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I want my vectors' storage to be aligned (say to a 16 bytes boundary), so I have this allocator as a wrapper to memalign(), I am wondering if this is the correct way to allocate aligned memory used with STL vectors.

template <class T , int Alignment=16>
class AlignedAllocator
{
public:
...

    pointer allocate (size_type size, const_pointer *hint = 0) {
        return (pointer) memalign(Alignment, size*sizeof (T));
    };

    void deallocate (pointer p, size_type size) {
        free(p);
    };
...
}

If not, are there any available implementations for aligned allocators that work with STL containers?

PS: I am compiling with gcc.

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why no answers mentioning alignas? @0xFF this is an instance of an XY problem. You dont really want an aligned allocator or vector, so much as the types to just always be aligned. –  Mooing Duck Jul 22 '12 at 16:50

3 Answers 3

The function memalign(3) is obsolete, try using posix_memalign(3) instead. Other than that, assuming the ... in your code means to contain the rest of the required allocator elements your code looks good.

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This depends on vector implementation, it may choose to allocate slightly bigger buffer and prepend your data with something that will break alignment.

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Negative, allocation policy should reside completely within the allocator used by the vector. If the vector needs memory for bookkeeping it would have to allocate this separately from the contained elements. –  Giel Jul 22 '12 at 16:39
1  
@Giel: That is not entirely true. Vectors usually need no extra memory, but if you consider other containers, like for example std::list there is a single allocation for the whole node, which means that even if the allocator yields 16-byte aligned memory you are not guaranteed that the stored value is in a 16-byte boundary. –  David Rodríguez - dribeas Jul 22 '12 at 16:46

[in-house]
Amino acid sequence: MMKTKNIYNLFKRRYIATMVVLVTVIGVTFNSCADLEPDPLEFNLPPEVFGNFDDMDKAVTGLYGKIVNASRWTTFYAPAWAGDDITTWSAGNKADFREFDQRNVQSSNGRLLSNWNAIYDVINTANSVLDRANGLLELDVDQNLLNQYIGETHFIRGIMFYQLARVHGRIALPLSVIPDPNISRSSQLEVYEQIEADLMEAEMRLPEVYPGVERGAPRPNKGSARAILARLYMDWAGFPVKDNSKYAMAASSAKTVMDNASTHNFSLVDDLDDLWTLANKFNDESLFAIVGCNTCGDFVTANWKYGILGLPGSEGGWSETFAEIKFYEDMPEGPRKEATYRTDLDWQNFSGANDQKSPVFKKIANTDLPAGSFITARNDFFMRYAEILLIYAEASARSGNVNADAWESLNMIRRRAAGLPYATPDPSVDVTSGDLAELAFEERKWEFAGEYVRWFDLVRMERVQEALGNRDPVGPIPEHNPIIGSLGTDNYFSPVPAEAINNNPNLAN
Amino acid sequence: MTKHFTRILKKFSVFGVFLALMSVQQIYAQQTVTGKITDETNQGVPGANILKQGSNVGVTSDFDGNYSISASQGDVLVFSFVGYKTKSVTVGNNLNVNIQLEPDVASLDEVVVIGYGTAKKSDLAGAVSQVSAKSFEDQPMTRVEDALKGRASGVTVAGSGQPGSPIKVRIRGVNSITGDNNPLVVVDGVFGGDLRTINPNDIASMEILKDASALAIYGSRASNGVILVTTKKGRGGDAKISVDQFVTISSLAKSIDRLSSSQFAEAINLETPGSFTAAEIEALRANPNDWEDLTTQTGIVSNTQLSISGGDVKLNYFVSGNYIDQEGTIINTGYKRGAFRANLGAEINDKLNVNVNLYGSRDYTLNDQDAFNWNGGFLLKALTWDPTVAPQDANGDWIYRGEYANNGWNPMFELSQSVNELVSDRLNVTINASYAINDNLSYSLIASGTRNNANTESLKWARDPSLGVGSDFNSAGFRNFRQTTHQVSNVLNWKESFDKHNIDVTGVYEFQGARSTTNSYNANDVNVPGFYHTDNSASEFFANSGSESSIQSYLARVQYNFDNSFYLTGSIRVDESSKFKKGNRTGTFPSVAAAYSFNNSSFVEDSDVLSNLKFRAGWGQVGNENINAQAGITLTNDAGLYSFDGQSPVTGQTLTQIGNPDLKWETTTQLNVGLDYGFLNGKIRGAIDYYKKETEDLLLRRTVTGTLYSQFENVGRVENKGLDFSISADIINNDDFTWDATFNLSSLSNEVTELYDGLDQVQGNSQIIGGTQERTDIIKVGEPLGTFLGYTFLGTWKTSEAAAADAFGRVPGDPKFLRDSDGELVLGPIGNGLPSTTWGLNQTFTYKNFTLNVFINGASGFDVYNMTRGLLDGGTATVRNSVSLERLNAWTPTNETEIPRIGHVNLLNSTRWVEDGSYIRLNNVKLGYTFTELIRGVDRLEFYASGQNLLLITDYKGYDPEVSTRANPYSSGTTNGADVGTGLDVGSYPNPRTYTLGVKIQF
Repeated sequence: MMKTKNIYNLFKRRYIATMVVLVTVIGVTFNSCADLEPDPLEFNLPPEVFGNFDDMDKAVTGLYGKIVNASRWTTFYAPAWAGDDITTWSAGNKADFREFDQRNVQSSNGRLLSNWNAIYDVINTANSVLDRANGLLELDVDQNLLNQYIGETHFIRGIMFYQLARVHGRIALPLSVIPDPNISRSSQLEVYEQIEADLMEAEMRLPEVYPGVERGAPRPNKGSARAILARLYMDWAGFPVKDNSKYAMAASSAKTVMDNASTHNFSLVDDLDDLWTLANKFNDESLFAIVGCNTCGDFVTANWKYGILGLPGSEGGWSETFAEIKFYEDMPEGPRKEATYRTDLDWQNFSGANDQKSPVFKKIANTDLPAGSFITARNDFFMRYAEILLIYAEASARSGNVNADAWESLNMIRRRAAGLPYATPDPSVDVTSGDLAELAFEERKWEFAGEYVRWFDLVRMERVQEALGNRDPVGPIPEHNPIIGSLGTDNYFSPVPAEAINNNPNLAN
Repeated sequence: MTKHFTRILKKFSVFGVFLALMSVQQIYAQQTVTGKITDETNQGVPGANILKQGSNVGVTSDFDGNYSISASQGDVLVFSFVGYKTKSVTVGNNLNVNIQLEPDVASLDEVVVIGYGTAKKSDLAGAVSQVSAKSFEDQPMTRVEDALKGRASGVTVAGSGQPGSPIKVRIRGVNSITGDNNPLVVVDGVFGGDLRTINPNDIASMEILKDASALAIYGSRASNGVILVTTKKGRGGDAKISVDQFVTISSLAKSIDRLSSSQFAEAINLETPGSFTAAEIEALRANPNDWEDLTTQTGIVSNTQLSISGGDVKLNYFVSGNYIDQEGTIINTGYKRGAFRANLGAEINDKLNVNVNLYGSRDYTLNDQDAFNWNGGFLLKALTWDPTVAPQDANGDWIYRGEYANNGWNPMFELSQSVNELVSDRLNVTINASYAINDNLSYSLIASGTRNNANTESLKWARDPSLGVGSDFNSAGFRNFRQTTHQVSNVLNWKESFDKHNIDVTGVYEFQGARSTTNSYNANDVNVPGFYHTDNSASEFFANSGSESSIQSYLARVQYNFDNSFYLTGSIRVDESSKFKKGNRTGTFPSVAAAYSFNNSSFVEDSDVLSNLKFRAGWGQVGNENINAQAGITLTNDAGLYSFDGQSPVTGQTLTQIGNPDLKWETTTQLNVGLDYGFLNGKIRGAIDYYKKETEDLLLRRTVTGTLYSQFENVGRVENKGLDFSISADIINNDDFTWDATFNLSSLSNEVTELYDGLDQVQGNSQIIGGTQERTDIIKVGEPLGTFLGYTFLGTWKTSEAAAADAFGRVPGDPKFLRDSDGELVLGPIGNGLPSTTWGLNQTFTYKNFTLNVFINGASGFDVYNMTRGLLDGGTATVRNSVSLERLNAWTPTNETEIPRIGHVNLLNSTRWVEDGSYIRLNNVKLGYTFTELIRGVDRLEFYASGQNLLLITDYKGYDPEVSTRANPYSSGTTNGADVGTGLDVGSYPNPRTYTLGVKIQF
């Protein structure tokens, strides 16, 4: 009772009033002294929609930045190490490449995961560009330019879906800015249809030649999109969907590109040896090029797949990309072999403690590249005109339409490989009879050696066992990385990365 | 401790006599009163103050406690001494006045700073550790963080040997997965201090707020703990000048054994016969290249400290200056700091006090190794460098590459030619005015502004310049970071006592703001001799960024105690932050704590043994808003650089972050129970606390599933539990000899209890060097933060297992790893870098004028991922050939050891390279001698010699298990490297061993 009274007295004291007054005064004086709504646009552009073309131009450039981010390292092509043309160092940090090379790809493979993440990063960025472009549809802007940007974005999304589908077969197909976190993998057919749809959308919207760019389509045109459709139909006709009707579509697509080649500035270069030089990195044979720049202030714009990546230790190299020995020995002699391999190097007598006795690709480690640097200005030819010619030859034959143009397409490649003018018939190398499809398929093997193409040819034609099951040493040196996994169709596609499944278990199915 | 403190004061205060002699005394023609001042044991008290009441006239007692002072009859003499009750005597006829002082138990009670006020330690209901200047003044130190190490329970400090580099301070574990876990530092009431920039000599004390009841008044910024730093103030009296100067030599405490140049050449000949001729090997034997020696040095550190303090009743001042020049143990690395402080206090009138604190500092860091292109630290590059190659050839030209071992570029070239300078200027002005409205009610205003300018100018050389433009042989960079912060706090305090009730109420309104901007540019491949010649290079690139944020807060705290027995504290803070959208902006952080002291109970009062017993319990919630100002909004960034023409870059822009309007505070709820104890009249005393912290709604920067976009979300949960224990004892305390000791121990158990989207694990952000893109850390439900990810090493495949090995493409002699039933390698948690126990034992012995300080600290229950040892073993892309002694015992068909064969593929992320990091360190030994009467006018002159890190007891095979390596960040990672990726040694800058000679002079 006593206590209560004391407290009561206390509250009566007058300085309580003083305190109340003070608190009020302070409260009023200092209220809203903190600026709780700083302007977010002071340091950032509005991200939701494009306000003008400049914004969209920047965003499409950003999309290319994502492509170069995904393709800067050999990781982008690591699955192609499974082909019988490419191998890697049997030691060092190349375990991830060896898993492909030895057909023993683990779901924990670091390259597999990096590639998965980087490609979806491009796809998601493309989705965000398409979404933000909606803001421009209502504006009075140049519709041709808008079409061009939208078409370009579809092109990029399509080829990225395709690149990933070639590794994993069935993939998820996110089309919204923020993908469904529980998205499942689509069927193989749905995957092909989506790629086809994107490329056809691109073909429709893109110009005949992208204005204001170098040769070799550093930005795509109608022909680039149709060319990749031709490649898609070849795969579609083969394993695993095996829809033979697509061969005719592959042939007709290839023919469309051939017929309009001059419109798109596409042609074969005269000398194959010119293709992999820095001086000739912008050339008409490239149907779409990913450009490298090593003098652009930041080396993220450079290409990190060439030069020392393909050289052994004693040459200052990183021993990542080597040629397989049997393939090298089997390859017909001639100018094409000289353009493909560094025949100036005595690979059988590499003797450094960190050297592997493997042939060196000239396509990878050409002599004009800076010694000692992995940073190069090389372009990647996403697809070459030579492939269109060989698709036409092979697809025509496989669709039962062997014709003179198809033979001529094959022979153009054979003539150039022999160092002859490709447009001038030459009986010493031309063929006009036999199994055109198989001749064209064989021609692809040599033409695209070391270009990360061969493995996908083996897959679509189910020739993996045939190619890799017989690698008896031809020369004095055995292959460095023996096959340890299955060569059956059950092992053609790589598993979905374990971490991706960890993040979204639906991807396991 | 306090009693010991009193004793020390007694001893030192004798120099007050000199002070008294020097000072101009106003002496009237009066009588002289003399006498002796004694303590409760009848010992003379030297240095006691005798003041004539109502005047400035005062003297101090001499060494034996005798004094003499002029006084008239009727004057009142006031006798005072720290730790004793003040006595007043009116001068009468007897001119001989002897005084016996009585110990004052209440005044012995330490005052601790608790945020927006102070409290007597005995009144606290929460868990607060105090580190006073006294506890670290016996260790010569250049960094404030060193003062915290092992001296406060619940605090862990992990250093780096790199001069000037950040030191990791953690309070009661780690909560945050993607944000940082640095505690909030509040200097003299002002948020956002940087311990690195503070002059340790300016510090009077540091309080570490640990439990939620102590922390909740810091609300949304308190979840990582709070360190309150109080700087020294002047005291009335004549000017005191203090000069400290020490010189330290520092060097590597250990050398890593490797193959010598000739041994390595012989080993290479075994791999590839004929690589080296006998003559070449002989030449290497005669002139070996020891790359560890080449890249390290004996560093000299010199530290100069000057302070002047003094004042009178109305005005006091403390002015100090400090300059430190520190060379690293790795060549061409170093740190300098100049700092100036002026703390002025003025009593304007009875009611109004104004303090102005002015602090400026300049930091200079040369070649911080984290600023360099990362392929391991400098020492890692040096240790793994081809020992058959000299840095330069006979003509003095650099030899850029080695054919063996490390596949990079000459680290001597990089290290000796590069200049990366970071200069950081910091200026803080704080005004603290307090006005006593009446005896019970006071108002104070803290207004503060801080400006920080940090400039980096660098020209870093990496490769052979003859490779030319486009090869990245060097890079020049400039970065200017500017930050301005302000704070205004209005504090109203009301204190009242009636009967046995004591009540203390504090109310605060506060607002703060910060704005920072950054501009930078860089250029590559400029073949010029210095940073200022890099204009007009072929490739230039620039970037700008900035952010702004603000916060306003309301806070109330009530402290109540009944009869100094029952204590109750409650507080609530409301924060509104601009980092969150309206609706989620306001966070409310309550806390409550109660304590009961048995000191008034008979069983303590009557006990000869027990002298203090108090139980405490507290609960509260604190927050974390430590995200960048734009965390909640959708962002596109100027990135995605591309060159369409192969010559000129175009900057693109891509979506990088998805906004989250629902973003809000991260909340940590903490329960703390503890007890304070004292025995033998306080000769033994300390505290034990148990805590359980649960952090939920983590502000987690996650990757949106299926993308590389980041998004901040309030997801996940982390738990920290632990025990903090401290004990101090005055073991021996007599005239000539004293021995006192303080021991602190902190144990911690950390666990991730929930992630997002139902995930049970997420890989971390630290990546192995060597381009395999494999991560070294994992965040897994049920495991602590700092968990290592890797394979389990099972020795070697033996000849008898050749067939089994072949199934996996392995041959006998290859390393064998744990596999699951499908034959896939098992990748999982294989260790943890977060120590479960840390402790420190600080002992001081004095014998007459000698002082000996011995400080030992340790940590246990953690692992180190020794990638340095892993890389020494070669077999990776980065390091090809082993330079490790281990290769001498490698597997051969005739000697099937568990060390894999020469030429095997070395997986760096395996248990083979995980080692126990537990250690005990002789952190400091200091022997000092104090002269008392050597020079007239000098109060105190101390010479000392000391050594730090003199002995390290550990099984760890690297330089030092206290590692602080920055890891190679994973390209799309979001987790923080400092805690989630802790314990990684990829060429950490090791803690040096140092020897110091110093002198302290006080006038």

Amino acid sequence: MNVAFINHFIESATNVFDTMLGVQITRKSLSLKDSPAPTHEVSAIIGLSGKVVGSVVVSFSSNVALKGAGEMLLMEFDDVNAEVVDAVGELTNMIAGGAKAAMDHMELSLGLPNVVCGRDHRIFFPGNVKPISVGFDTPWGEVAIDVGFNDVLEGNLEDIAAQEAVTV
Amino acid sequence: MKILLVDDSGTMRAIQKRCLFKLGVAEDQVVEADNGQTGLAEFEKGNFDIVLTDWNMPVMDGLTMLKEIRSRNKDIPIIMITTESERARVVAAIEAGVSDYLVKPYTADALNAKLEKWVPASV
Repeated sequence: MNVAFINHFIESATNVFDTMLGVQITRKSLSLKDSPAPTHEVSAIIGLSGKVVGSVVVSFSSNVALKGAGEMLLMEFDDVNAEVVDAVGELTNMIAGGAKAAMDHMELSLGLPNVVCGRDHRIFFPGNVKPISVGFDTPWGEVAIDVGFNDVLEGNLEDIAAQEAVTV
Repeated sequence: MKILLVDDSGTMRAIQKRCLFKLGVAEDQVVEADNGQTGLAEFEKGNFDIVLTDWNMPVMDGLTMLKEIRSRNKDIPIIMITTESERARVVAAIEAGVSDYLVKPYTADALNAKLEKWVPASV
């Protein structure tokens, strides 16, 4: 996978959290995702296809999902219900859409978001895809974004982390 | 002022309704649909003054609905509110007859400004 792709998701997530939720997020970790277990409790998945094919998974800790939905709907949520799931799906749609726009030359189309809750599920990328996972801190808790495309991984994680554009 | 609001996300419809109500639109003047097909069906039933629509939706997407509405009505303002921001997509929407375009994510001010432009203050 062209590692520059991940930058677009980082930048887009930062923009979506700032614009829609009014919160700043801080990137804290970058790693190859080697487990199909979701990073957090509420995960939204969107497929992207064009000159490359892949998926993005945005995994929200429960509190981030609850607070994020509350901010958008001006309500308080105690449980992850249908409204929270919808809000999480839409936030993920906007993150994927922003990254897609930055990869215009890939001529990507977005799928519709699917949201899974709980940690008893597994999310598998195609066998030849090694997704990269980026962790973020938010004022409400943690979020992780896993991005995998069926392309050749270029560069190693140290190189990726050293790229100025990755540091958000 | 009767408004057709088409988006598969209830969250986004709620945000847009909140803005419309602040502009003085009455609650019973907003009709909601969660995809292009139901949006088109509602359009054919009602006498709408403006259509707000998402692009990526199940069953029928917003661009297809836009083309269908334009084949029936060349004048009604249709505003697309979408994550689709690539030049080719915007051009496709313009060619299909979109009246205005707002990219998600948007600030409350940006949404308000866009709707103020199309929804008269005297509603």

1  
@DavidRodríguez-dribeas: ah yes, you're right. I see that the GNU STL implementation uses allocator::rebind< _List_node<T> > which has two pointers preceding the actual data. So for std::list its alignment will definitely be broken (unless it happens to be sizeof (T*) or sizeof (T*) *2). –  Giel Jul 22 '12 at 16:56

Looks good. But you will be having problems porting such code to BSD and Darwin. It is much more robust to write allocation function by hand.

Just new big enough block and return alligned pointer. Also you will need to write custom deallocation function

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1  
Not gonna work because you can't determine the original address to delete. –  Puppy Jul 22 '12 at 16:20
    
+1, but you need to allocate enough extra space to store the returned pointer, as to be able to deallocate it (i.e. the pointer->aligned pointer transformation cannot be reverted mathematically) –  David Rodríguez - dribeas Jul 22 '12 at 16:42
    
@DeadMG: You just need to store that information. You allocate enough space: sizeof(T)*size + sizeof(void*) + Alignment-1, and divide the space in: padding before pointer, pointer and aligned memory, returning a pointer to the last block. On deallocation you move back sizeof(void*) and read what the value of the original returned pointer is. –  David Rodríguez - dribeas Jul 22 '12 at 16:44
    
Right, but he did not describe any need to change the deallocation procedure or induce additional overhead. –  Puppy Jul 22 '12 at 18:05
    
@DeadMG You are totally right. –  Alexandr Priymak Jul 22 '12 at 23:01

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